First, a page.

• This will help you with step 6, so you don’t subtract the wrong terms
• You can skip this step if there are no missing terms
4.   Divide the first term of the dividend (numerator) by the first term of the divisor (denominator)
• This is allows us to see what we need to multiply the divisor by to get rid of the first term of the dividend
5.   Multiply the divisor by that term
•  Write the term down on top of line where the term that is getting eliminated is
6.  Subtract this from the dividend
• This gives you a new polynomial to work with
7.  Repeat steps 4-6 until you get a remainder
• When you repeat step 4, move onto the newest first term from step 6
8.  Put the remainder over the divisor to create a fraction and add it to the new polynomial

This may seem a bit confusing, so we will go through two examples step by step to understand better how to solve these problems.

\frac{(x^4+6x^2+2)}{(x^2+5)}

1.  Organize each polynomial by high order
We can skip this step because the polynomials are already in high order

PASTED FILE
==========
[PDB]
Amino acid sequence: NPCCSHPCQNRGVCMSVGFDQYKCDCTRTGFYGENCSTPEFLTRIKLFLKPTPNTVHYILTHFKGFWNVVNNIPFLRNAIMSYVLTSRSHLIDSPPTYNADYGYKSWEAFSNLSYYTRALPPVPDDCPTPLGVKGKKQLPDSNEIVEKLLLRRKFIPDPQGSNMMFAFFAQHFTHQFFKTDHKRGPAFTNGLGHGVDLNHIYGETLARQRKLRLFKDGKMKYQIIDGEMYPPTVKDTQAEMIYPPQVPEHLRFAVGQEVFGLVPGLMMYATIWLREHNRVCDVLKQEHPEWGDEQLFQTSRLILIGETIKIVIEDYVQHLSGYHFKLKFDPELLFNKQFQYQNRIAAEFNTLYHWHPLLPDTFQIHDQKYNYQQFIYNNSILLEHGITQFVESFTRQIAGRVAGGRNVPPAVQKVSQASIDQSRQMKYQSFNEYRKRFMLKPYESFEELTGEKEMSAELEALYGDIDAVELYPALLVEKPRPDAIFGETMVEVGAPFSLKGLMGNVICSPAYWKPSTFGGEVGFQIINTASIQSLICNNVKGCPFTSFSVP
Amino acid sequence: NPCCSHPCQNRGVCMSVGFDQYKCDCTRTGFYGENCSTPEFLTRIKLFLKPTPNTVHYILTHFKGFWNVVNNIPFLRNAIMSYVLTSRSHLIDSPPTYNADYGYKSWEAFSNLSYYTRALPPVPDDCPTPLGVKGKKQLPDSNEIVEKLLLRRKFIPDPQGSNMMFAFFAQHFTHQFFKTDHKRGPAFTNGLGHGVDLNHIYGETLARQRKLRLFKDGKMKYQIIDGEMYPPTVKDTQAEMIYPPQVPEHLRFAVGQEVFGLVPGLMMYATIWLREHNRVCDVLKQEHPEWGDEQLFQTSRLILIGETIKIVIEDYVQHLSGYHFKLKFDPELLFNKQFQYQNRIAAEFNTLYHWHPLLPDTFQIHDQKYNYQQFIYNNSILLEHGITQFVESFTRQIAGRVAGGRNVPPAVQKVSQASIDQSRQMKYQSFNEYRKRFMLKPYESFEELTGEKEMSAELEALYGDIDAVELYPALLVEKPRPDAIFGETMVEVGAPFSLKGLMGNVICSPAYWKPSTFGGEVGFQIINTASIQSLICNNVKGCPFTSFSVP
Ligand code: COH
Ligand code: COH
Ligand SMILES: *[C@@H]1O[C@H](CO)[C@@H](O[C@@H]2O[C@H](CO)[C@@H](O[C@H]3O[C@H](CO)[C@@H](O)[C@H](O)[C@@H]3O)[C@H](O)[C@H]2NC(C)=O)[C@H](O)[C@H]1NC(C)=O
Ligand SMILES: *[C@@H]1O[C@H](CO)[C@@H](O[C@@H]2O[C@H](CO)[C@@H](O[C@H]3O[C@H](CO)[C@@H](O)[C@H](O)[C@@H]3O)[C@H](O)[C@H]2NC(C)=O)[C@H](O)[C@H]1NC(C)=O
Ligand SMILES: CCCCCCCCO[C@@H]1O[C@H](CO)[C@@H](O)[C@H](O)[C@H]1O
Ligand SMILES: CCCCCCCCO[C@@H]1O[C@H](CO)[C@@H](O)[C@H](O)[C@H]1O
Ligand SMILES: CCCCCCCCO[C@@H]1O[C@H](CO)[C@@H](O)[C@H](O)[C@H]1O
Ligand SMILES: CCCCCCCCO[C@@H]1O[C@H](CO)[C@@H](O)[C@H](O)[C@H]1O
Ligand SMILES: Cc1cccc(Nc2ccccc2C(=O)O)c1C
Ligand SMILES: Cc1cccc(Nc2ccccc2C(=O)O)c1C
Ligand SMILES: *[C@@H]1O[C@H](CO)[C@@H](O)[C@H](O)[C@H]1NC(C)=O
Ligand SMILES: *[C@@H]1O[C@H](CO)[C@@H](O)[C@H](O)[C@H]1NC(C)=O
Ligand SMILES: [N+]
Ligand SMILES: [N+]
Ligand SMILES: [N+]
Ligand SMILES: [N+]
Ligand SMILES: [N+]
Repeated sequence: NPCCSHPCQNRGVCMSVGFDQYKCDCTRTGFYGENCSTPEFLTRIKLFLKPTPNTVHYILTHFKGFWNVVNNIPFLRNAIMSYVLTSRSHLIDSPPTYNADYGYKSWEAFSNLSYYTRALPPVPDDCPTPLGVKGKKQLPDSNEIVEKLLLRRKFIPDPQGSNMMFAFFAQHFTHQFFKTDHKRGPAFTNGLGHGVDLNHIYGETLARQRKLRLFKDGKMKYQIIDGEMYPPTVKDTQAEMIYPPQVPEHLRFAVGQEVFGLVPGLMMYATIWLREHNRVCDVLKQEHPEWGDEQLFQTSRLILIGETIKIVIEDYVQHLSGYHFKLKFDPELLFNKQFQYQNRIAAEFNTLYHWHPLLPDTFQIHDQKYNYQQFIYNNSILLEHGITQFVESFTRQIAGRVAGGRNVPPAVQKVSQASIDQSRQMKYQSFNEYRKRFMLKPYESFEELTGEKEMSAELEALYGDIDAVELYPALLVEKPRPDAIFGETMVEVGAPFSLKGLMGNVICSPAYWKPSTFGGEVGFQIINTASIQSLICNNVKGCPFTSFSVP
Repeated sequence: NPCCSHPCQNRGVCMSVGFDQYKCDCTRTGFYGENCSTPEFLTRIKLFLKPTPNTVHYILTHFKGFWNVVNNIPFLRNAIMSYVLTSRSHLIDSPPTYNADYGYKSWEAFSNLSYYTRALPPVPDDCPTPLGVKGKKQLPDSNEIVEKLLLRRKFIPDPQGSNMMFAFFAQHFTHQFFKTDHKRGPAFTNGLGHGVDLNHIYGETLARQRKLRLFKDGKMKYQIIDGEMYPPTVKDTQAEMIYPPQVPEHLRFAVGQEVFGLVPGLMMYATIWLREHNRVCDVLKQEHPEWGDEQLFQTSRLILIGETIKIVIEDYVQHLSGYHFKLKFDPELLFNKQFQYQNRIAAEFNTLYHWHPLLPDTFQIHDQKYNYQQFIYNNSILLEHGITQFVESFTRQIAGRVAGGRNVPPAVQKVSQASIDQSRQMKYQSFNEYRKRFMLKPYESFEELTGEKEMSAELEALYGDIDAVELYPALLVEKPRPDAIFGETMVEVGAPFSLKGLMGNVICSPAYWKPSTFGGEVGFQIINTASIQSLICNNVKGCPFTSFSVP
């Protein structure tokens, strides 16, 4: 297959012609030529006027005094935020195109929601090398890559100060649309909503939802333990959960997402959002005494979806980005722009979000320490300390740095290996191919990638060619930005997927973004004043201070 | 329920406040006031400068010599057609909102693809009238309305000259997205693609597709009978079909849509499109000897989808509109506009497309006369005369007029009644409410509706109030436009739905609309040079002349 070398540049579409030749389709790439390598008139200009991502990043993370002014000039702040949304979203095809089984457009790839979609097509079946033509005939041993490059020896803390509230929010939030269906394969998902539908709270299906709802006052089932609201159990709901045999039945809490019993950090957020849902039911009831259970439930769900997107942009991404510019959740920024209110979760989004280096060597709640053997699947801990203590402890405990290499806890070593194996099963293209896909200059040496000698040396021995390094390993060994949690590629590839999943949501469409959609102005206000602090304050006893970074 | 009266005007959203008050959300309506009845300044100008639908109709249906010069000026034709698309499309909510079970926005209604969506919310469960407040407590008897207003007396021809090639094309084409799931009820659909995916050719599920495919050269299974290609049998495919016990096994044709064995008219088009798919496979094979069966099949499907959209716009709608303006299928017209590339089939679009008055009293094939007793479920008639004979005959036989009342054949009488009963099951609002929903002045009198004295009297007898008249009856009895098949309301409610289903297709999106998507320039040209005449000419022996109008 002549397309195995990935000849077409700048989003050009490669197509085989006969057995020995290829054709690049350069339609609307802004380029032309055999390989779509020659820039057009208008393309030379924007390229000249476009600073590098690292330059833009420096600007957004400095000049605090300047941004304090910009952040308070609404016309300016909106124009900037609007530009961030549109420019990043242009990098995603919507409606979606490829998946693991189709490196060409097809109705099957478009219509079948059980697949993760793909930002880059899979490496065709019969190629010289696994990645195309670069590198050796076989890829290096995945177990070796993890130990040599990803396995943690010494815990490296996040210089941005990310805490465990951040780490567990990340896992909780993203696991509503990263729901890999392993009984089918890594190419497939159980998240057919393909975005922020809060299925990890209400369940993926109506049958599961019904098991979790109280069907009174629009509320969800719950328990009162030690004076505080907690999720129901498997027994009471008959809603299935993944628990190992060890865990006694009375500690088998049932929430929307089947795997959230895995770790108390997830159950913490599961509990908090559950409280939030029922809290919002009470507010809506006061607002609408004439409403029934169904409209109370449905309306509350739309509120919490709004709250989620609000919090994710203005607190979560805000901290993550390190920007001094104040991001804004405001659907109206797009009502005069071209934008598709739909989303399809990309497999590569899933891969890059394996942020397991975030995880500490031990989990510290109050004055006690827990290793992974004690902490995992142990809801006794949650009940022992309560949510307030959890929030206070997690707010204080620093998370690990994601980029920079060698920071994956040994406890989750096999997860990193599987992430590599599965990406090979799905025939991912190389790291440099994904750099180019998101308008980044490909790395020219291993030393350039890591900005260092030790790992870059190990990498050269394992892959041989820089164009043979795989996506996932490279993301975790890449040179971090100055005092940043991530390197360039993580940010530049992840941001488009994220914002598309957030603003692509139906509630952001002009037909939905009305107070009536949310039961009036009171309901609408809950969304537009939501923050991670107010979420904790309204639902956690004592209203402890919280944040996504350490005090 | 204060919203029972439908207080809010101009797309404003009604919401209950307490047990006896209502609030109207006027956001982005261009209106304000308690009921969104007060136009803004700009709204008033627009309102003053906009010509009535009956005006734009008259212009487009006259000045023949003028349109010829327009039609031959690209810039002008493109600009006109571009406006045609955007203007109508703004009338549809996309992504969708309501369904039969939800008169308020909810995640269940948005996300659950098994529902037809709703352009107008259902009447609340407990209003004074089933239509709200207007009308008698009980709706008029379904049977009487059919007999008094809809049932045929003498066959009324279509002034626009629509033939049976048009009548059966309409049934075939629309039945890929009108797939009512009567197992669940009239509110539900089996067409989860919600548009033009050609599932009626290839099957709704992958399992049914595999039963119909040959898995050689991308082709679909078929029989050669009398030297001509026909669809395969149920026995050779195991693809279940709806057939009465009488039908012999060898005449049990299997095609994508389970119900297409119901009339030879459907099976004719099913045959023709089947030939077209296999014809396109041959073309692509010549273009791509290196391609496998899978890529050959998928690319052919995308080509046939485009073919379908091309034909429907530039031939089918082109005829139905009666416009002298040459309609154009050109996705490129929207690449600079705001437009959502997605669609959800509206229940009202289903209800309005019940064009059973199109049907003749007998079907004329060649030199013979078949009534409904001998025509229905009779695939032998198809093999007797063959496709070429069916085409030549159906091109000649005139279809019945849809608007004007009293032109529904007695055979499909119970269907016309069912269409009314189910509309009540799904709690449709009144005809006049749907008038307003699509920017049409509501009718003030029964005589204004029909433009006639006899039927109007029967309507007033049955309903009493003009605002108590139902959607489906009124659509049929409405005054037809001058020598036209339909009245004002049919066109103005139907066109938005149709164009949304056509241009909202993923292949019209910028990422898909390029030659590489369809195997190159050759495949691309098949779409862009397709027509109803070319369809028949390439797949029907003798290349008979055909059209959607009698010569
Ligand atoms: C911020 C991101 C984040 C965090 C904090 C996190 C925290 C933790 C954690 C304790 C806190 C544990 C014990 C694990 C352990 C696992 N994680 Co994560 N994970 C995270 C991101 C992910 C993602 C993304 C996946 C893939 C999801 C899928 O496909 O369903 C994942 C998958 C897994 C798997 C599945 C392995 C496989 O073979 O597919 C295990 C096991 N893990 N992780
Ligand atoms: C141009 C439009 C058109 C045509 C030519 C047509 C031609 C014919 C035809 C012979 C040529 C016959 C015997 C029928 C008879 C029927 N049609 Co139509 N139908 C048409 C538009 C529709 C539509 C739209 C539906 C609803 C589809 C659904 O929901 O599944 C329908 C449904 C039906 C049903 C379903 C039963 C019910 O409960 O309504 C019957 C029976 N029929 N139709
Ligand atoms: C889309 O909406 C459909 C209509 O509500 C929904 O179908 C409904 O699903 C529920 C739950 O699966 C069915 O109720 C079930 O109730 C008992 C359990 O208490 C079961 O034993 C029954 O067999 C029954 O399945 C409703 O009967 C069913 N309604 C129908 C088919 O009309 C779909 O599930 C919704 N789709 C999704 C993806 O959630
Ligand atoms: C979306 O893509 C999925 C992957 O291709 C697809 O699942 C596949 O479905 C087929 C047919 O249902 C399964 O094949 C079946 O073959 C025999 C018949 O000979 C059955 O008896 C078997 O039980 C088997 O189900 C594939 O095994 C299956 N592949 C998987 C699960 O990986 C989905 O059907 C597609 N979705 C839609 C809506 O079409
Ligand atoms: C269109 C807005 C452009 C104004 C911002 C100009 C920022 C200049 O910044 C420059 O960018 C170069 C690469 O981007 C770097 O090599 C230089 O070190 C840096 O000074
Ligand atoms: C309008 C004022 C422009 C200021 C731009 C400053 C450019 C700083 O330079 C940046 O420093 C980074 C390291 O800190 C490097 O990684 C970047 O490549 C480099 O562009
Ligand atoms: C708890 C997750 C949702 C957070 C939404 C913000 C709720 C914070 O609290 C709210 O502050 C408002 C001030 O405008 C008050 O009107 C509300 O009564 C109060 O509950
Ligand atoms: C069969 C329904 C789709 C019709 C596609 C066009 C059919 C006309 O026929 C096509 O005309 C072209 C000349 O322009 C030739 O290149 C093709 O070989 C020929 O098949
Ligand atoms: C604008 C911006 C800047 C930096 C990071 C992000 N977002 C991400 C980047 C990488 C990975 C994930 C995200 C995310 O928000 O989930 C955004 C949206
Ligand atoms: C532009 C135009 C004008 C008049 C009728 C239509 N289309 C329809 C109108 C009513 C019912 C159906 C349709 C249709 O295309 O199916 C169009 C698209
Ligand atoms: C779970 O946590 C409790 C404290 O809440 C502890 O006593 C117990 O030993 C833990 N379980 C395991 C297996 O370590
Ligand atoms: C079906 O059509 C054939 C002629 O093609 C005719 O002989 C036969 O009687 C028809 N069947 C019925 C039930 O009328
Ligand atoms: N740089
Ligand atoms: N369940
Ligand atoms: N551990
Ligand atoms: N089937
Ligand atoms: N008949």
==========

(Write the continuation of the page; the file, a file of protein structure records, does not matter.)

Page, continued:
2.  Set up in long division form
3.  Write 0 as the coefficient for missing terms in the dividend

4.  Divide the first term of the dividend (numerator) by the first term of the divisor (denominator)
\frac{x^4}{x^2}= x^2

5.  Multiply the divisor by that term
x^2∙(x^2+5)=x^4+5x^2

6.  Subtract this from the dividend

7.  Repeat step 4-6 until you get a remainder
\frac{x^2}{x^2} =1

8.  Put the remainder over the divisor to create a fraction and add it to the new polynomial
x^2+1+\frac{(-3)}{(x^2+5)}

\frac{(2x^2-18+5x)}{(x+4)}

1.  Organize each polynomial by high order
\frac{(2x^2+5x-18)}{(x+4)}

2.  Set up in long division form

3.  Write 0 as the coefficient for missing terms in the dividend
We can skip this step because there are no missing terms.

4.  Divide the first term of the dividend (numerator) by the first term of the divisor (denominator)
\frac{2x^2}{x}=2x

5.  Multiply the divisor by that term
2x(x+4)=2x^2+8x

6.  Subtract this from the dividend

7.  Repeat steps 4-6 until you get the remainder
\frac{(-3x)}{x}=-3

8.  Put the remainder over the divisor to create a fraction and add it to the new polynomial
2x-3+\frac{(-6)}{(x+4)}

Dividing polynomials using long division is very tricky. It is so easy to skip an exponent, have an algebraic error, and forget a step. This is why practicing this type of problem is so important. The only way to get better at it is to keep practicing it. Check out Symbolab’s Practice for practice problems and quizzes.

Until next time,

Leah.